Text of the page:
posted 2011-04-27 12:00:40

"Your Highness" Hits a Lowness

Your Highness Hits a Lowness

Danny McBride and James Franco fail in bringing any laughs


Samantha Tsao

Contributing Writer

After watching director David Gordon Green’s Your Highness, I came to the conclusion that the movie is just a combination of Gulliver’s Travels, Lord of the Rings, “Magic: The Gathering,” and a washed up comedian.

The movie features an interesting cast of big names like Danny McBride, James Franco, and recent Oscar-winner, Natalie Portman, whose unfortunately limited screen time mostly focuses on her undressing and diving into a pond.

Your Highness is about Prince Thadeous (McBride) and Prince Fabious (Franco), two brothers who live completely opposite lives.  Thadeous is a lazy underachiever who lives in the shadow of his happy-go-lucky brother Fabious. He spends his days drinking, smoking weed, and abusing his squire.  When Fabious’ bride to be, the virginal Belladona (Zooey Deschanel), is kidnapped by the evil wizard Leezar (Justin Theroux, in arguably the funniest role of the film), Thadeous is forced to join his brother on a quest to rescue Fabious’ love.  Along the way they meet Isabel (Portman) and encounter numerous life-threatening situations.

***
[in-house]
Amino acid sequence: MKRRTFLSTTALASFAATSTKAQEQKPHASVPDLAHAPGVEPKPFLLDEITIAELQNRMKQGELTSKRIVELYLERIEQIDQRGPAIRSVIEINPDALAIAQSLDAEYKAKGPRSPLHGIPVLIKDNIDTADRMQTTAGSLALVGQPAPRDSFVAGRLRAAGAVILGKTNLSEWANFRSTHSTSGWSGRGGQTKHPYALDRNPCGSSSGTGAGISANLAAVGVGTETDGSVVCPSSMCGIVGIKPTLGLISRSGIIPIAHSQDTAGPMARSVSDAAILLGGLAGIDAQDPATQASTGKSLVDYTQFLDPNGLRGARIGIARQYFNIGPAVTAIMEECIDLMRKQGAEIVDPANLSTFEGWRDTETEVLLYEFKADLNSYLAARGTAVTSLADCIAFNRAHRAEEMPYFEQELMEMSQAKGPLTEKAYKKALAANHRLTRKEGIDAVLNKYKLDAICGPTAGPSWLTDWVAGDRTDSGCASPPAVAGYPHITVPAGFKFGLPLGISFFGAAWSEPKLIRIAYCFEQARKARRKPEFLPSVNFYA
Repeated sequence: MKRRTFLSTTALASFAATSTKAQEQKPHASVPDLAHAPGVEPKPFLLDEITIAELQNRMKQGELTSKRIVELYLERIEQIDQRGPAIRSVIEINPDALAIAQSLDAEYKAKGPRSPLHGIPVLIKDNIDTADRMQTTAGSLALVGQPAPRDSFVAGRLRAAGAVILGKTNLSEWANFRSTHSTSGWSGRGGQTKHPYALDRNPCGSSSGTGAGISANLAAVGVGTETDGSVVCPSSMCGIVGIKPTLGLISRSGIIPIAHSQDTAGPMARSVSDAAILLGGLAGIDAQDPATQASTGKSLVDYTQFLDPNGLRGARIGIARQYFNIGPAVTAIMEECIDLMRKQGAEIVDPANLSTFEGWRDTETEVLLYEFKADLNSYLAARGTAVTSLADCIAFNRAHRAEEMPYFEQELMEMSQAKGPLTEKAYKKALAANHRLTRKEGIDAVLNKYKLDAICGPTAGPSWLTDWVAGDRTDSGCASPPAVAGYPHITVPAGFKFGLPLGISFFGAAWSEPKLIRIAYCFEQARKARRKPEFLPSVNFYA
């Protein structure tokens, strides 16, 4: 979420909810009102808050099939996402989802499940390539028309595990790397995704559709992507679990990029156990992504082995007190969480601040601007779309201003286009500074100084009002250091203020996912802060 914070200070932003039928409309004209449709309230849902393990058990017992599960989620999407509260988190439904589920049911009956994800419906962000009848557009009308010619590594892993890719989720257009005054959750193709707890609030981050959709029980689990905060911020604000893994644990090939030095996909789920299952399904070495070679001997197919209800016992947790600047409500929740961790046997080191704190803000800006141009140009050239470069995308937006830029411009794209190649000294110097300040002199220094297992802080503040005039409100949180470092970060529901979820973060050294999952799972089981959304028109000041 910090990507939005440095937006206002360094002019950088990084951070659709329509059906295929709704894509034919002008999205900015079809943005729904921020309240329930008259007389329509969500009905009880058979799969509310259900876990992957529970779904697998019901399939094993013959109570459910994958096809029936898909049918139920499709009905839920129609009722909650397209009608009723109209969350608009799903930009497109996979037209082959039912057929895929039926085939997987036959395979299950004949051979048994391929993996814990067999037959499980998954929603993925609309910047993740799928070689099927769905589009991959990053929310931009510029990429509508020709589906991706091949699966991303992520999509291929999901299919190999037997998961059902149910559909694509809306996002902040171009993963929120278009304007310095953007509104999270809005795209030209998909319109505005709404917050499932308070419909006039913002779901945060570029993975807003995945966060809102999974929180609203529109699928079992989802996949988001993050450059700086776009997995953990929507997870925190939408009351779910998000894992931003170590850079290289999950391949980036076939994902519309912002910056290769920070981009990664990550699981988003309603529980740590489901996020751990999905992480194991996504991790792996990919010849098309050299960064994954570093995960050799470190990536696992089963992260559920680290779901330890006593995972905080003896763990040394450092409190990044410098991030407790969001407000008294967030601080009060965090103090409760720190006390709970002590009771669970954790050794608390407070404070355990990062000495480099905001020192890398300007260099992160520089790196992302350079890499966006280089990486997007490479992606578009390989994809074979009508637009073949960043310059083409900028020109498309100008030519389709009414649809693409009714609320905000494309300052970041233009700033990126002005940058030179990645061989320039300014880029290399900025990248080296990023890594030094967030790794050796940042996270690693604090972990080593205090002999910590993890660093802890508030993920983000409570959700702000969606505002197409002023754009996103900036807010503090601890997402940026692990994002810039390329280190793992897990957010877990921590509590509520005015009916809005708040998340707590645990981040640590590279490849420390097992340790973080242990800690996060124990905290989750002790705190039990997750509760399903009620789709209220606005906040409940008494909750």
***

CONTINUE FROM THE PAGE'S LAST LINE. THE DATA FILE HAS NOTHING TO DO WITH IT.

The opening cartoon sequence sets high expectations that the rest of the film fails to fulfill, outside of a few somewhat engaging action sequences. At points, Green channels his inner Michael Bay with enough fast camera movements and quick cuts to make one nauseous. But other than that, the sword fights in Your Highness add a sense of excitement to an otherwise dull movie.

Billed as a comedy, Your Highness fails to deliver any steady line of jokes or humorous scenes. The movie lags as the audience waits for a one-liner or any kind of comedic jump-start. A word of advice: when trying to be funny, don’t wear out the same jokes.  Modern day cursing with feigned British accents in a renaissance movie is funny the first time around, but ten times after that, it gets old.

Your Highness lacks laugh out loud gags as well; in fact, the packed theater I attended never burst into a chorus of laughter once. The audience would have been better off re-watching the trailer, as it featured every funny moment in the movie. As a stoner comedy, it should be funny, but it fails even in that genre.

With such talent at work, Your Highness had much potential.  The crew surrounding this movie would usually make for a great team, and it’s unfortunate that an equally great movie wasn’t delivered.